American Idiot @ St. James Theatre, New York

cast list
Declan Bennett, Andrew Call, Gerard Canonico, Miguel Cervantes, Michael Esper, Mary Faber, John Gallagher Jr., Joshua Henry, Van Hughes, Brian Charles Johnson, Rebecca Naomi Jones, Joshua Kobak, Lorin Latarro, Omar Lopez-Cepero, Leslie McDonel, Chase Peacock, Christina Sajous, Stark Sands, Theo Stockman, Ben Thompson, Alysha Umphress, Aspen Vincent, Tony Vincent, Libby Winters

directed by
Michael Mayer
Based on and featuring the songs of Green Day’s 2004 album of the same name, the new Broadway musical American Idiot is certainly a product of our time. Full of the kind of emotastic energy that today’s youth craves from its MTV stars, the show takes on a sonic propulsion of its own in its strongest moments while succumbing to its own lack of structure at its weakest.

For starters, in an immediately post-Bush era, where Obama-age policies seem to have our nation on the mend – or at least on the right path – making a spectacle (in the literal sense) out of American Idiot seems, on the surface, a smidge misguided.
Certainly, things aren’t as bad as they were four years ago, when Green Day’s album seemed to embody the voice of our nation’s youth (not to say our nation’s overall electorate), but there’s something that still resonates about this material and reminds us that the themes of the show remain at the forefront of an audience’s consciousness. After all, we’re still in the midst of a war in Iraq. And we’re still, perhaps more than ever, at the mercy of a national media hellbent on controlling and monitoring our every move.

Beginning with the album’s title song and blasting its way through twenty-plus other pulsating Green Day songs (I guess now that they’re being performed on Broadway, they should be called, affectionately, numbers), American Idiot plows its way through to its conclusion in ninety minutes, chronicling the thinly-constructed story of three angry young men – one who gets stuck at home, one who ventures to the city in hopes of stardom, and another who joins the army.

Inventive, intelligent choreography from Steven Hoggett (notable for his work on the National Theatre of Scotland’s Black Watch) manipulates Green Day’s signature headbanging style, augmenting mosh pit fist-pumping with darker, angular hints of militarism. Thrown into the mix are a movement sequence featuring an oversize elastic tourniquet, a flight sequence involving a woman in a burka revealing herself as a Jasmine-style princess, and some harrowing battle-ready choreography, some of it performed whilst the cast lies on its back, arms and legs in motion.

Still, despite the sound and fury on display, there’s little in the way of a coherent plot to move things forward. Our rock star protagonist Johnny (Tony winner John Gallagher Jr.) descends into a drug-induced madness thanks to the scary, bone-thin Tony Vincent’s harrowlingly drawn St. Jimmy (a sort of stand-in for heroin), an addictive presence who causes a rift between Johnny and his spunky girlfriend Whatsername (a fine-voiced Rebecca Naomi Jones). Meanwhile, stoner Will (a one-note Michael Esper, partly thanks to the lackluster role he’s given to work with) is stuck at home with his pregnant girlfriend, Heather (Mary Faber), and soldier Will (Stark Sands), ends up falling in love with his exotic nurse (Christina Sajous), the object of his hallucinatory fantasies.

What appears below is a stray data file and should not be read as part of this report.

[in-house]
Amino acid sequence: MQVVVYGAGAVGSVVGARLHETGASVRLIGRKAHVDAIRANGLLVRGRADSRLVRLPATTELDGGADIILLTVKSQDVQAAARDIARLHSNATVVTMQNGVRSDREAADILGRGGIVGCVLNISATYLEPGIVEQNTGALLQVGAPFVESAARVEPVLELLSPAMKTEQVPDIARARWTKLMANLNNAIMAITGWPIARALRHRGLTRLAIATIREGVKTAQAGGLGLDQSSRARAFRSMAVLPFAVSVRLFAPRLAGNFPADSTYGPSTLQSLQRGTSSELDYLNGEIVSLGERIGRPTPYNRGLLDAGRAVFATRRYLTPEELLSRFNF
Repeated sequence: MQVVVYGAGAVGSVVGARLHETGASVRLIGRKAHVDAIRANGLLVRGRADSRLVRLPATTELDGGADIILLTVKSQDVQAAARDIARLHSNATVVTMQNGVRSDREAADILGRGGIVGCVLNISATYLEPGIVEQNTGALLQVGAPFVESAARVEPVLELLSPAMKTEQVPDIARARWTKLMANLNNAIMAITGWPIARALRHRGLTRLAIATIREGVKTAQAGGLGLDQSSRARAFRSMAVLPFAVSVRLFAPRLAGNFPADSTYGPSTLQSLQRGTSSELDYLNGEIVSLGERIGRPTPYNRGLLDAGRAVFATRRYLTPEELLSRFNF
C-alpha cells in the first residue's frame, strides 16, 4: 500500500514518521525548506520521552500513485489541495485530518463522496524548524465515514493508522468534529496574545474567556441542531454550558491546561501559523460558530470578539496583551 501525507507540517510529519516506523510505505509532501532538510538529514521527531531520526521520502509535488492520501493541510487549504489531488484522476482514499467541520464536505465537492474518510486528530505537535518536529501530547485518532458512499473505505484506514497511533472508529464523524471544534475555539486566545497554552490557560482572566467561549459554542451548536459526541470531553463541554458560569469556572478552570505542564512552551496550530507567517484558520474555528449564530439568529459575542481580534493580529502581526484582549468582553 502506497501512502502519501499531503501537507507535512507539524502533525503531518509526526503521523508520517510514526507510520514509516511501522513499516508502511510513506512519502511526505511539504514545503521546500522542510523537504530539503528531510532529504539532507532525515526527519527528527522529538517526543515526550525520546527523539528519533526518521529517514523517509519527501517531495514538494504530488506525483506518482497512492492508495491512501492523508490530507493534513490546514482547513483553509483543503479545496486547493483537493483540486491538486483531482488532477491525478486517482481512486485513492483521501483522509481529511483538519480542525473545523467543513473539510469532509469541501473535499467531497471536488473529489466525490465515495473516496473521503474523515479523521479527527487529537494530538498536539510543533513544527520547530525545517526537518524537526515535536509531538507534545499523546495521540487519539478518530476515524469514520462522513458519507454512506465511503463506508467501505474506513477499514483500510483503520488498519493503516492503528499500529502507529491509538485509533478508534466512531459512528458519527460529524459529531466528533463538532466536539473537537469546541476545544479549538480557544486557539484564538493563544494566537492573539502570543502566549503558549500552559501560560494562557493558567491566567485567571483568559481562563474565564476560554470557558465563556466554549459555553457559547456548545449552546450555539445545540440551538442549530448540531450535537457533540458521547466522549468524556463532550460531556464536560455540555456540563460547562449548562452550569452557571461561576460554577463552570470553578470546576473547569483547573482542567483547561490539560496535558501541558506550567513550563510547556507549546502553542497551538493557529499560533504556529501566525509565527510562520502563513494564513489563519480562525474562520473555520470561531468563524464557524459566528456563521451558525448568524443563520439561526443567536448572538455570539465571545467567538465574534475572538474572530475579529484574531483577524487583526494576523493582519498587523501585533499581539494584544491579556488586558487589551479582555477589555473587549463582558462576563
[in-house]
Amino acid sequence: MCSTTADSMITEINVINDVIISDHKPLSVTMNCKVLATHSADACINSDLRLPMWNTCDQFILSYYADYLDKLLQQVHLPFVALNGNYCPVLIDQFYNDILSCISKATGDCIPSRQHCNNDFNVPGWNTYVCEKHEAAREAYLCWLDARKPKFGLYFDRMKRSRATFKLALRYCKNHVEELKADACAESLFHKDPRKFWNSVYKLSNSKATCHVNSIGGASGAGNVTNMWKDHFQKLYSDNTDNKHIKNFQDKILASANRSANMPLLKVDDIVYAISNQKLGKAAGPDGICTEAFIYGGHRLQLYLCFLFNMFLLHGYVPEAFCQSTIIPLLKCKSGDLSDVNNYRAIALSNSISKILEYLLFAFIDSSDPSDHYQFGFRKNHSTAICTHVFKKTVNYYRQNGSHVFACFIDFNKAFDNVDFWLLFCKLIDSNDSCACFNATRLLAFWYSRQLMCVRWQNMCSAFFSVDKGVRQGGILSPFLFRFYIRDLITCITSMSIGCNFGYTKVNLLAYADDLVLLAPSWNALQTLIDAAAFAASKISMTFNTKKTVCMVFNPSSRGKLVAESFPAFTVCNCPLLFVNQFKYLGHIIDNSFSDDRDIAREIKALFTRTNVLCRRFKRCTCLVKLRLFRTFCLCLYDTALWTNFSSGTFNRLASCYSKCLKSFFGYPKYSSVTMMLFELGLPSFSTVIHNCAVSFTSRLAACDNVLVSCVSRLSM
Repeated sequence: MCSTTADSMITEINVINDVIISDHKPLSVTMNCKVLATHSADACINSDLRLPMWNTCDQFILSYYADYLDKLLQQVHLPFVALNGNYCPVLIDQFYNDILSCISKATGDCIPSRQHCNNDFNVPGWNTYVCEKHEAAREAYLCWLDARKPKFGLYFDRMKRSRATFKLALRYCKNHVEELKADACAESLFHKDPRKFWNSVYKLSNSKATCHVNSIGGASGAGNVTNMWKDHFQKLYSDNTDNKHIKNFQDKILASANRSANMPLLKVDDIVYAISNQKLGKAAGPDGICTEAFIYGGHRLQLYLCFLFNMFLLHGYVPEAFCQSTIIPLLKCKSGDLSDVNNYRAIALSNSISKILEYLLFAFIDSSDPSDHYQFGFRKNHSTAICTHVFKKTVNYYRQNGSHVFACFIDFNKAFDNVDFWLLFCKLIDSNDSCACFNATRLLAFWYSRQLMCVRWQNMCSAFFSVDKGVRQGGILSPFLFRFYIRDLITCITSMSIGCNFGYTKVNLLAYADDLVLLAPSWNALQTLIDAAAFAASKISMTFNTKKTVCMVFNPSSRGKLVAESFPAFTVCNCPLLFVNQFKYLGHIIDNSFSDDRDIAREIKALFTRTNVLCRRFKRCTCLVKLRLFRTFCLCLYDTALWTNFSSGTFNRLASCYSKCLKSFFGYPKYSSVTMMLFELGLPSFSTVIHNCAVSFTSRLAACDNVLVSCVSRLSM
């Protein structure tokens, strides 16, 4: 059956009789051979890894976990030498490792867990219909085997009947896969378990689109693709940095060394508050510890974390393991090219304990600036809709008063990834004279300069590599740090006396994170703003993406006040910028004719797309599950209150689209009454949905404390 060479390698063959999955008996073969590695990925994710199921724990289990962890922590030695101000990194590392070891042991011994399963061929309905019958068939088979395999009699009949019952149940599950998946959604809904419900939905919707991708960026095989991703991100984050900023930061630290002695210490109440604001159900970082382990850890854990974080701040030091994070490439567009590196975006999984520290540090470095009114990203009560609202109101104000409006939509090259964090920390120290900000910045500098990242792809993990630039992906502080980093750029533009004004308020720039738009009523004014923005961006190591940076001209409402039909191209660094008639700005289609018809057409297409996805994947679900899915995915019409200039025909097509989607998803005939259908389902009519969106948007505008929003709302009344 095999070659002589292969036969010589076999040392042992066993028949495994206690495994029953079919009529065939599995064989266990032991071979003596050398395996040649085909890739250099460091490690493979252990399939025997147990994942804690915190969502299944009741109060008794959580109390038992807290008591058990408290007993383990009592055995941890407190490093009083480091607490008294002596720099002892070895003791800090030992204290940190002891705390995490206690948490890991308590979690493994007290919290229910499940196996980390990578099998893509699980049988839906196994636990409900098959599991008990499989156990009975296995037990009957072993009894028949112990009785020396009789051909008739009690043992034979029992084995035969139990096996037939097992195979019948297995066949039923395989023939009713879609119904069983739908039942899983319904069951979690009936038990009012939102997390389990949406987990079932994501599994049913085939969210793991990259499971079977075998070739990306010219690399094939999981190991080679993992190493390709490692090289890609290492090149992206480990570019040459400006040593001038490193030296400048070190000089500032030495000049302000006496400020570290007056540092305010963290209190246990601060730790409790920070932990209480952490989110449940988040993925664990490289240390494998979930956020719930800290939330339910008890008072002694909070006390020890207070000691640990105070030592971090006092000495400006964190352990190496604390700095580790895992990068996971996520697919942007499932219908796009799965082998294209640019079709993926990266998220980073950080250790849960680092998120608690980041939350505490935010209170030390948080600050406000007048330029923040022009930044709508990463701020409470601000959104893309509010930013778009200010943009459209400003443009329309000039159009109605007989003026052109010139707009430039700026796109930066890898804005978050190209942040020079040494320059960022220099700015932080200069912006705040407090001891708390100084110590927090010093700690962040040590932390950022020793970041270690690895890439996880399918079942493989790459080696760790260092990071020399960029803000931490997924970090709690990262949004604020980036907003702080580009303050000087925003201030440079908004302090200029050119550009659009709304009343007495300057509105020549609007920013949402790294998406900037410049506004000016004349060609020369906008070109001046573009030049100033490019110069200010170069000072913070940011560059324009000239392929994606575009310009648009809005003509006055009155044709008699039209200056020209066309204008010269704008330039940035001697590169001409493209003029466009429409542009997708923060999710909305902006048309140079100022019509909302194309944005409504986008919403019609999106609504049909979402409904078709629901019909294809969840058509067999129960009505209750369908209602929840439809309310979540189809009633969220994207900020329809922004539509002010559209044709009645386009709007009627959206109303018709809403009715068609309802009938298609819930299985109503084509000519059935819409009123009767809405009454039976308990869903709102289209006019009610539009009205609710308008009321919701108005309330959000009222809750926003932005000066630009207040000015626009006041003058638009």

What few spoken lines are included (the book is credited to director Michael Mayer and Green Day front man Billie Joe Armstrong) are mostly superfluous. The first piece of spoken dialogue is “I jerked off into oblivion last night,” and the level of subtlety in the piece follows suit, easily summed up by this kind of pseudo-poetics that seems so dominant in emo culture today, where bleeding heart sentimentality reigns supreme and attempts at earnestness can be misconstrued as corny.

But while the visuals of the show may be enough to keep us interested for the show’s duration, the lack of any coherent book does mean that characters are drawn more by the way actors indicate their feelings (through facial expressions, gestures, and dance) than by what they say. In the context of the show as a whole, this is but a minor deficit. There’s plenty here to admire within director Michael Mayer’s busily-directed production, featuring a towering flyer-plastered set by Christine Jones that’s implanted with a sizable number of TV screens blasting video designed by Darrel Maloney.

It will largely, ultimately, be a matter of taste whether one considers American Idiot a pop-punk theatrical masterpiece (American Genius if you please), voicing the angst of a generation, or a manufactured concert show aping a Broadway musical. To my mind, the show falls somewhere in between. Its fiery cast entertains for its duration, its messages occasionally resonate, but, at least for me, after it was over, its attempts to sum up a generation through archetypal angstiness somehow left me wanting more in the way of old-fashioned storytelling.

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